There’s nothing quite like eating a soft-boiled duck egg outside a truck/glorified trailer on a sunny day. Houston may have an enviable restaurant scene, but to partake of the many delights of nouveau trailer cuisine you’ve got to head to Austin.
You can find a certain amount buzz around these trailers ever since Bon Appétit blogged Holy Cacao and included The Mighty Cone in an Austin travel story this year. This is fortunate because many restaurants in Austin seem to suffer from the college-town effect. Restaurants survive serving pricy mediocre food because of the sheer number of parents visiting.
That makes these trailers are a serious asset and seem to be springing up everywhere, clustering in parking lots or even in the midst of neighborhoods. You can find a wide range of pleasures that make you want to pull up your own double-wide and chow down. A set of the trailers, including Mighty Cone and the ever popular Hey Cupcake! can be found looking a little too trendy on South Congress. Why not venture out?
I was lucky enough to have a friend with impeccable taste to give me a guided tour of some of the best options in town Of course, you have to work your way up to great cuisine.
Make your start at Halcyon, which combines the best of a coffee house and a bar in a cool downtown space. There’s even a humidor for the cigar aficionado. Treat yourself to some gourmet hot chocolate and some S’mores. Bring a date: They’ll make enough for two.
You won’t want to linger too long before getting over to the blue and white trailer that hosts Franklin BBQ. Their meat is hard to beat, and while they say they’re open from 10 to 4 p.m., the lines start early and the meat often runs out early. The ribs, brisket, and sausage are succulent and the sides are no afterthought. Don’t miss out on the potato salad, and check out the pie. It’s a little hot sitting out at their picnic tables, but this food is absolutely worth sweating over.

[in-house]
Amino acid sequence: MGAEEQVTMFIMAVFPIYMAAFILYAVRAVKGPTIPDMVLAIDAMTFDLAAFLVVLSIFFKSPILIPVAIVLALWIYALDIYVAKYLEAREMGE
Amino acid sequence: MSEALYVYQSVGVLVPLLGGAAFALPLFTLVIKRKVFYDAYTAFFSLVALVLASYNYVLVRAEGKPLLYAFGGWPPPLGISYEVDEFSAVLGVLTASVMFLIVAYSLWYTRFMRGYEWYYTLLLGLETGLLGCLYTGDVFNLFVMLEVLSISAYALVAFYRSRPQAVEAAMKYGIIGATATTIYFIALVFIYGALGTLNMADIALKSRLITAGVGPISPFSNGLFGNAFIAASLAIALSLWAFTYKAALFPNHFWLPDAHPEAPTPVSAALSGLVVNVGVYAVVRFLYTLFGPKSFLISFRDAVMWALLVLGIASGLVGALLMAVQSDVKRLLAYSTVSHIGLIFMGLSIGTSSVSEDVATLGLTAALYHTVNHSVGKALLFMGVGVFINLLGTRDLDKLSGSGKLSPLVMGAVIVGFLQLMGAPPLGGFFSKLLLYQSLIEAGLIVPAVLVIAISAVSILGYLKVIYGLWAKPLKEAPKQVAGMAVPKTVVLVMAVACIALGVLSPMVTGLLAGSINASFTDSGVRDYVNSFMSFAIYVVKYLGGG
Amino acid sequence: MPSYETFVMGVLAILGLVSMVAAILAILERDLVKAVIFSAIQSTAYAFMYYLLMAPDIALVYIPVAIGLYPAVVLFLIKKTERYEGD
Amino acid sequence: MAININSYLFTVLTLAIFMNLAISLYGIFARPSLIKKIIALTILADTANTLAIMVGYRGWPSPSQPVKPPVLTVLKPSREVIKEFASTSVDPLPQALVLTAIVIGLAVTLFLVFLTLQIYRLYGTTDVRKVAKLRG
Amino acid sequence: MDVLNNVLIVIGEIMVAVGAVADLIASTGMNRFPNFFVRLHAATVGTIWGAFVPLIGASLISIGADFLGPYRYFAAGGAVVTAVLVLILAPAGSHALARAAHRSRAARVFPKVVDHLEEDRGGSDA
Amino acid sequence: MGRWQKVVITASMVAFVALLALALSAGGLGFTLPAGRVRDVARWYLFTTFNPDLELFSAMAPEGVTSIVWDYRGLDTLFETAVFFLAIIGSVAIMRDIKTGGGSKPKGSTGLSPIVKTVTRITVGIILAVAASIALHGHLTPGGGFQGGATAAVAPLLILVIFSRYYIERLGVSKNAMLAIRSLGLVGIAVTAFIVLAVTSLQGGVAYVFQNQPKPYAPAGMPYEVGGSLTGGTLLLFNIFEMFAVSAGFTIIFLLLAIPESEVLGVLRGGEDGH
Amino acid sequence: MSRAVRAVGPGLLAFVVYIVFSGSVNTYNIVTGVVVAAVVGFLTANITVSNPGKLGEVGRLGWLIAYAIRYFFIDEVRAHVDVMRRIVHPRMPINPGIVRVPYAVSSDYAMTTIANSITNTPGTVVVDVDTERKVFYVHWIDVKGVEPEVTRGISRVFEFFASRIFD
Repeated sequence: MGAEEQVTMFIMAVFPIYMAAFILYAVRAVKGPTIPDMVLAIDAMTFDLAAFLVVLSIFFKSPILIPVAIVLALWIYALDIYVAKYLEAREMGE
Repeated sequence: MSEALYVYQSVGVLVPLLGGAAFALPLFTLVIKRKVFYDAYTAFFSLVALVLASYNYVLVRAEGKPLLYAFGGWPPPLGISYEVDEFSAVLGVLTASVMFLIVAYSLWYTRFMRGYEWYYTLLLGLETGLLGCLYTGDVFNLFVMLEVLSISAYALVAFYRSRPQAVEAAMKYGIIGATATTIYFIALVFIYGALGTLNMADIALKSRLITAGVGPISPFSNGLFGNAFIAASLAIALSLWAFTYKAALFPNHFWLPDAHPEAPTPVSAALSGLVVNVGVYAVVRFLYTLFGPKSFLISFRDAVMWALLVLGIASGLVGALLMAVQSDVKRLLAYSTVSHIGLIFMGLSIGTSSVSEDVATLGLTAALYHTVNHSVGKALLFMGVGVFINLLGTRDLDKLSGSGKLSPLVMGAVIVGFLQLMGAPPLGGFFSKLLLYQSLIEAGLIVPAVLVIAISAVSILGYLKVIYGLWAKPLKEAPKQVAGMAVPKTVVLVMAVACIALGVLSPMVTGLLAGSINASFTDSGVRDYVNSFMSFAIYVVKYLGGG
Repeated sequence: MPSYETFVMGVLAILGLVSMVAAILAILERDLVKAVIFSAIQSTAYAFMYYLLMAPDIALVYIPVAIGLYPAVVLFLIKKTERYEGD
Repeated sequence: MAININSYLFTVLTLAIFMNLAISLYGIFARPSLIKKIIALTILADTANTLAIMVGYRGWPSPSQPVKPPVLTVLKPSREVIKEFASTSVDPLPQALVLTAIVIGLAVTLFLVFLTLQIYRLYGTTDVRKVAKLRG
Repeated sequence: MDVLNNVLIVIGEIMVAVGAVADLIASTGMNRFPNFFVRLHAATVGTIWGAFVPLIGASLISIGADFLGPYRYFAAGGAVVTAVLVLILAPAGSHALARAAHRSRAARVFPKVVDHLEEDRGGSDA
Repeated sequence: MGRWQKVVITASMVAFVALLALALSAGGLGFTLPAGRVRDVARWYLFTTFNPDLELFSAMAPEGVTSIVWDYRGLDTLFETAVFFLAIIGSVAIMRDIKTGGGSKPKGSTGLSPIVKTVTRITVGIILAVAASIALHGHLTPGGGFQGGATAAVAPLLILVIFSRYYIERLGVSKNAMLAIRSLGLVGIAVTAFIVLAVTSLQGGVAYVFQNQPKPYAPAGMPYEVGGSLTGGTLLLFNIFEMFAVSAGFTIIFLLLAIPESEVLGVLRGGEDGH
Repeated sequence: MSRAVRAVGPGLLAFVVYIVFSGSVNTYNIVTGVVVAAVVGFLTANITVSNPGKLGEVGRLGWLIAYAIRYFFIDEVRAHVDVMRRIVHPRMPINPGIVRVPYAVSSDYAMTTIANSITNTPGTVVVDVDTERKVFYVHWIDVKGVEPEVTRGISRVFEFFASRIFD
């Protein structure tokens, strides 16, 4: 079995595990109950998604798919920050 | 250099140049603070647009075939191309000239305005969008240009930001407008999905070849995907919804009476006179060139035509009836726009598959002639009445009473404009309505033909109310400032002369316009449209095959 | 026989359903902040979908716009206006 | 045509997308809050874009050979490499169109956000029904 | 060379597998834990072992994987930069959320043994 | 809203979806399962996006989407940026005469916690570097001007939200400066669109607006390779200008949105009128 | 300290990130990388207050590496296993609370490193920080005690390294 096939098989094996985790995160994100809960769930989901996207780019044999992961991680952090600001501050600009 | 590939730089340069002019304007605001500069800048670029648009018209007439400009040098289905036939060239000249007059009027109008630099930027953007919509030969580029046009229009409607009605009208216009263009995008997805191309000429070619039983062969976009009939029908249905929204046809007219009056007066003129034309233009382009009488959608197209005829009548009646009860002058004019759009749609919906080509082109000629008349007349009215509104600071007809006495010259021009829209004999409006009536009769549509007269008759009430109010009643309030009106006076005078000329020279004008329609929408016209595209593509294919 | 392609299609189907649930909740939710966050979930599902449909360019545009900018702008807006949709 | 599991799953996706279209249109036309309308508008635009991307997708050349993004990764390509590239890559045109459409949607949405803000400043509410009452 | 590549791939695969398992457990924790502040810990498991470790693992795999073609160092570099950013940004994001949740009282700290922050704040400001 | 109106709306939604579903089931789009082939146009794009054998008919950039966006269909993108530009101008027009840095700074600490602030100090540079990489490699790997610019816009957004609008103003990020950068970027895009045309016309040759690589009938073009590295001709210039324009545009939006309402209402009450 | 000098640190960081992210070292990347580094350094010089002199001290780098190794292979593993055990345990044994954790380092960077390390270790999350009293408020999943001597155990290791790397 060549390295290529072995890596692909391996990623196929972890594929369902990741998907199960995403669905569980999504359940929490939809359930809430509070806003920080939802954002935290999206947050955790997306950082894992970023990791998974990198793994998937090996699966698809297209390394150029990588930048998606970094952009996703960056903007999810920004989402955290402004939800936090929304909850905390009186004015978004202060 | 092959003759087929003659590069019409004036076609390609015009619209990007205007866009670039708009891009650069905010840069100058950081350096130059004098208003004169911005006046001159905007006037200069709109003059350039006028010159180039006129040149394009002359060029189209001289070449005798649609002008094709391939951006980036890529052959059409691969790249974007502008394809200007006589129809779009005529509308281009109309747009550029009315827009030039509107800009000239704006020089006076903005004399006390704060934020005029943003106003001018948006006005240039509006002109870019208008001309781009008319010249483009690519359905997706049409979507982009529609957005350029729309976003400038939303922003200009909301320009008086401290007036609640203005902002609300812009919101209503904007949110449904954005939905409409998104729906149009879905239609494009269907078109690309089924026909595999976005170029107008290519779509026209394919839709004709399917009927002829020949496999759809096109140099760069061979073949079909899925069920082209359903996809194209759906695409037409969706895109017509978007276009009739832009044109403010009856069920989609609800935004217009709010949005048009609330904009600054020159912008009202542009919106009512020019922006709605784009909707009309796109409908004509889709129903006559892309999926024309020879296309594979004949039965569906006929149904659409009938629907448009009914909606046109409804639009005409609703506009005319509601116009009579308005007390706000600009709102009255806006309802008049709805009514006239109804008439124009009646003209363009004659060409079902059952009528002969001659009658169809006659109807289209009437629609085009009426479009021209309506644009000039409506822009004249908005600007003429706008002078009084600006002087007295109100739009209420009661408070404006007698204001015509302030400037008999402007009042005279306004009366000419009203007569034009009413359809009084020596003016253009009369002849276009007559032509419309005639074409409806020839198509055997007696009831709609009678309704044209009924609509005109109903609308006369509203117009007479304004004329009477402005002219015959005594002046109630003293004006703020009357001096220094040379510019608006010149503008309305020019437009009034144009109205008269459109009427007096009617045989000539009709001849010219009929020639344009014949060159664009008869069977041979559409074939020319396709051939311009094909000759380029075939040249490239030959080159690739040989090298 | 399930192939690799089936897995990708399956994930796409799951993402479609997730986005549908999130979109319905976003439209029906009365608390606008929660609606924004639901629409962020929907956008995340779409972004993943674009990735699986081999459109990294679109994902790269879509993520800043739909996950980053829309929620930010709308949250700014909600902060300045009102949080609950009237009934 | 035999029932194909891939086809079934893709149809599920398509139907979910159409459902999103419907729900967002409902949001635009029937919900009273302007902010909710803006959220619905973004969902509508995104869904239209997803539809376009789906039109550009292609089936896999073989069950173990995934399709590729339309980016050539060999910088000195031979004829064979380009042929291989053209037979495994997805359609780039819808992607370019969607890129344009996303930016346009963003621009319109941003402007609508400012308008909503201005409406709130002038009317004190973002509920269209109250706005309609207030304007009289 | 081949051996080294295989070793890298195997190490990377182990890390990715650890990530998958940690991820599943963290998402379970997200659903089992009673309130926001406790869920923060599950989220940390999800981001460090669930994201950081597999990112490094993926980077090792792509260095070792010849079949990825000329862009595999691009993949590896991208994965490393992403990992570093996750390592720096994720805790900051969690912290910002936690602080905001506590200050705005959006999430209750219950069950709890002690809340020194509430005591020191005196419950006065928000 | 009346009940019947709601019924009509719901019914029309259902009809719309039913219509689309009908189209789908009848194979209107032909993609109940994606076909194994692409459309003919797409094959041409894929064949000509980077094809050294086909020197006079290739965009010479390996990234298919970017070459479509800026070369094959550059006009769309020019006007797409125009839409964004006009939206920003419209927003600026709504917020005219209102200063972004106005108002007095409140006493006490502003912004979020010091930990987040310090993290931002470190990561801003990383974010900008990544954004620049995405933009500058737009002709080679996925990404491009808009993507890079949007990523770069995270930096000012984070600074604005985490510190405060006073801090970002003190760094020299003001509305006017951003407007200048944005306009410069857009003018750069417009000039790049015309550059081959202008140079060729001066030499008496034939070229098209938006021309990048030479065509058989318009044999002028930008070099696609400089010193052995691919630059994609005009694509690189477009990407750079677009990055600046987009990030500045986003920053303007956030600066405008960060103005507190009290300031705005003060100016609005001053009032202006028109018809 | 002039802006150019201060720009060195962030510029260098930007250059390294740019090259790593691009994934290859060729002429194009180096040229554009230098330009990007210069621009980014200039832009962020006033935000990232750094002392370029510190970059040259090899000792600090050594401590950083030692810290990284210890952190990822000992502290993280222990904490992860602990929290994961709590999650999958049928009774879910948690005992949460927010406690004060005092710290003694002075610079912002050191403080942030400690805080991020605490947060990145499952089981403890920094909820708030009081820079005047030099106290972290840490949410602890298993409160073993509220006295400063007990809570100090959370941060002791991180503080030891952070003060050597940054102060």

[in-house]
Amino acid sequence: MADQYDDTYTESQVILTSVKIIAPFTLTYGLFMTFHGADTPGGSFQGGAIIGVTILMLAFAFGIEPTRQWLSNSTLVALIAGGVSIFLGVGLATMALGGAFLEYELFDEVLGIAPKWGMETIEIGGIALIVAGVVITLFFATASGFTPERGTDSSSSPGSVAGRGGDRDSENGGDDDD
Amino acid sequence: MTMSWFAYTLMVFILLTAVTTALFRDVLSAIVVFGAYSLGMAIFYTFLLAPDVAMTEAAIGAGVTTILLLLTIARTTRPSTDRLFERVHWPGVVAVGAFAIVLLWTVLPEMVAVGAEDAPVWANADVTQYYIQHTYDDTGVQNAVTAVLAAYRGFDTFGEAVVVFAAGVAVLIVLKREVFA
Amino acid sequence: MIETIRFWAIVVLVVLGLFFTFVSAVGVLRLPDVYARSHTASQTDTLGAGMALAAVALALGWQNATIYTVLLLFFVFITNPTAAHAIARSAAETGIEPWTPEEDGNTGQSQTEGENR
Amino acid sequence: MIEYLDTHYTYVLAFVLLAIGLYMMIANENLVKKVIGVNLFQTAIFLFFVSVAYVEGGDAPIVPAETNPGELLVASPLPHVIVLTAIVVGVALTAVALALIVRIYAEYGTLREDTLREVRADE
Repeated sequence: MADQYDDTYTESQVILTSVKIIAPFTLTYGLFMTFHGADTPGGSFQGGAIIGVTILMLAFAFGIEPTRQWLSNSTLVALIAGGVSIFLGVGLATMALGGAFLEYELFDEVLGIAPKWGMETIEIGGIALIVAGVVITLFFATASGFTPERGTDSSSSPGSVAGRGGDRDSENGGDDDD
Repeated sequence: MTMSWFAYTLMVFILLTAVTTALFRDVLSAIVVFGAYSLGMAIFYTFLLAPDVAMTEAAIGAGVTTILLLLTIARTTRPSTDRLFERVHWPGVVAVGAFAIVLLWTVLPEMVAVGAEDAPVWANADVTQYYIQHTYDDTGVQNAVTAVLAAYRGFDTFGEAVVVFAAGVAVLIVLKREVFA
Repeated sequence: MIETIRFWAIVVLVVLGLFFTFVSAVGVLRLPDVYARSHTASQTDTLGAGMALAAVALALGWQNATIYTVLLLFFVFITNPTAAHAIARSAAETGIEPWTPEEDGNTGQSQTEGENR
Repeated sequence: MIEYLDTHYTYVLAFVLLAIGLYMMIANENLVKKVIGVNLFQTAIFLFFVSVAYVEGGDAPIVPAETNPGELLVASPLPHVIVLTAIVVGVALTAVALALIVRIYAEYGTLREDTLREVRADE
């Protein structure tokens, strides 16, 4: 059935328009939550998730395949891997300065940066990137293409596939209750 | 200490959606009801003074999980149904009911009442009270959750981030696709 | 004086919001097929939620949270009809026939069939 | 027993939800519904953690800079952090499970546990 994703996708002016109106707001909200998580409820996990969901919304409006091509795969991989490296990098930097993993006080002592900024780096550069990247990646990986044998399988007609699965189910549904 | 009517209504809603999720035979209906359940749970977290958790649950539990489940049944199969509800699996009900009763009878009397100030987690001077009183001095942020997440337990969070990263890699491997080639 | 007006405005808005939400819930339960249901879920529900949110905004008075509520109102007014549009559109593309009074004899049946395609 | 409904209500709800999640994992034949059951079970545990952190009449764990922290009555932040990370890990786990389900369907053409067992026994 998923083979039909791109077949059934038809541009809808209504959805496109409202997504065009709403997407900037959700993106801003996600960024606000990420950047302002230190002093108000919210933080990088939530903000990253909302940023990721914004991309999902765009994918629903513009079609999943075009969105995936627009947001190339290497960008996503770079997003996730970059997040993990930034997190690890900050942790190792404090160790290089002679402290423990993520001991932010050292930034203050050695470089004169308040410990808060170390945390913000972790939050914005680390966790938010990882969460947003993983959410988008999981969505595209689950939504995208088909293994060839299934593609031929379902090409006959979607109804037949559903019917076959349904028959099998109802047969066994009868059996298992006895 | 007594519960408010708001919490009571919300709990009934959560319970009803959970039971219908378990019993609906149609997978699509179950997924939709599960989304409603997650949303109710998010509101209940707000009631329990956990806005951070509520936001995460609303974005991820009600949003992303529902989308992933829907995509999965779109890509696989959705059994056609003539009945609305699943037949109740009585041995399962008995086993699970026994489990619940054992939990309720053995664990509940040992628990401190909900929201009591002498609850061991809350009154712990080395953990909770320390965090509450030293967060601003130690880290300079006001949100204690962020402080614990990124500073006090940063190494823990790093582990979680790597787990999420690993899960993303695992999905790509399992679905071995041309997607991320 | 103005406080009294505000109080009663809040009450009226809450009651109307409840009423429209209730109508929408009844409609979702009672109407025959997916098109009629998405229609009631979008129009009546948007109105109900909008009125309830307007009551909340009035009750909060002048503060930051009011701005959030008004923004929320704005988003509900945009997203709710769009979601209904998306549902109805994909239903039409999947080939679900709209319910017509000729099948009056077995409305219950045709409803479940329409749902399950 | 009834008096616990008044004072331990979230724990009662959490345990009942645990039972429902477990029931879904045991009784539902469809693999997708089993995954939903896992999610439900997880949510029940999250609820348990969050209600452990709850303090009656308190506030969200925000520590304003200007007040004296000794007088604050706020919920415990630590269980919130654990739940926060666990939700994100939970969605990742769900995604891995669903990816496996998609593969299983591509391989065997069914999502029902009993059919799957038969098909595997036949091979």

If you’re feeling more wholesome you can head to Odd Duck Farm to Trailer, which features locally-sourced, whole-animal cooking by Bryce Gilmore. Small grilled plates go for $5-7 Tuesday to Saturday starting at 5 p.m. With soft-boiled duck eggs accompanied by grits, mushroom, and ham, beet salad with feta and sweet onion, and slow cooked rabbit leg on ciabatta, how can you go wrong?
When you’re ready to be bad again, just take a few steps from Odd Duck to Gourdough’s, which elevates the art of the donut to world class levels. When Gourdough’s refers to its products as big and fat, believe them. I had a “Mama’s Cake,” a donut made of yellow cake batter, cooked to a crispy perfection, and then drowned in chocolate fudge icing. Donuts come with fresh peaches, strawberries, and grilled bananas. You can even go savory with a “Mother Clucker,” which includes a friend chicken strip with honey butter.
If you’re still capable of walking after eating your fill at Gourdough’s, head over to the Rainey Street area for some the most atmospheric trailers. G’Raj Mahal (“garage mahal”) is like a block party with Indian food from 5 p.m. to 3 a.m., depending on the weather. You may not come just for the food, but this spicy trailer uses all natural ingredients and delivers to the local area.
Finish off with a snow cone from Baltimore Baller. It’s not even a trailer. It’s just a stand in some guy’s yard. And as you suck the last cool refreshment from your snow cone and stroll around Rainey Street, you might think that this is exactly what makes Austin so unique.